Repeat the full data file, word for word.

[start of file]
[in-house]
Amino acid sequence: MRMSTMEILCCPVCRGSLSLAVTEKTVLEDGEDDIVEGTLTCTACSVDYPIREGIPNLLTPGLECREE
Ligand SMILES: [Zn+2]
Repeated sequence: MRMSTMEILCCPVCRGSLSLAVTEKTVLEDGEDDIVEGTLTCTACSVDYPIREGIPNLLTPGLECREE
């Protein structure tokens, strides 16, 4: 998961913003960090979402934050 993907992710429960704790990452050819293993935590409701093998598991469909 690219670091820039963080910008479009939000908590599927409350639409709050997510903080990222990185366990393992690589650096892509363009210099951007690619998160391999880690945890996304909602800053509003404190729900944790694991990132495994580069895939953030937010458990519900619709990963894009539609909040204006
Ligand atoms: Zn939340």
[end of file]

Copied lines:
[in-house]
Amino acid sequence: MRMSTMEILCCPVCRGSLSLAVTEKTVLEDGEDDIVEGTLTCTACSVDYPIREGIPNLLTPGLECREE
Ligand SMILES: [Zn+2]
Repeated sequence: MRMSTMEILCCPVCRGSLSLAVTEKTVLEDGEDDIVEGTLTCTACSVDYPIREGIPNLLTPGLECREE
């Protein structure tokens, strides 16, 4: 998961913003960090979402934050 993907992710429960704790990452050819293993935590409701093998598991469909 690219670091820039963080910008479009939000908590599927409350639409709050997510903080990222990185366990393992690589650096892509363009210099951007690619998160391999880690945890996304909602800053509003404190729900944790694991990132495994580069895939953030937010458990519900619709990963894009539609909040204006
Ligand atoms: Zn939340």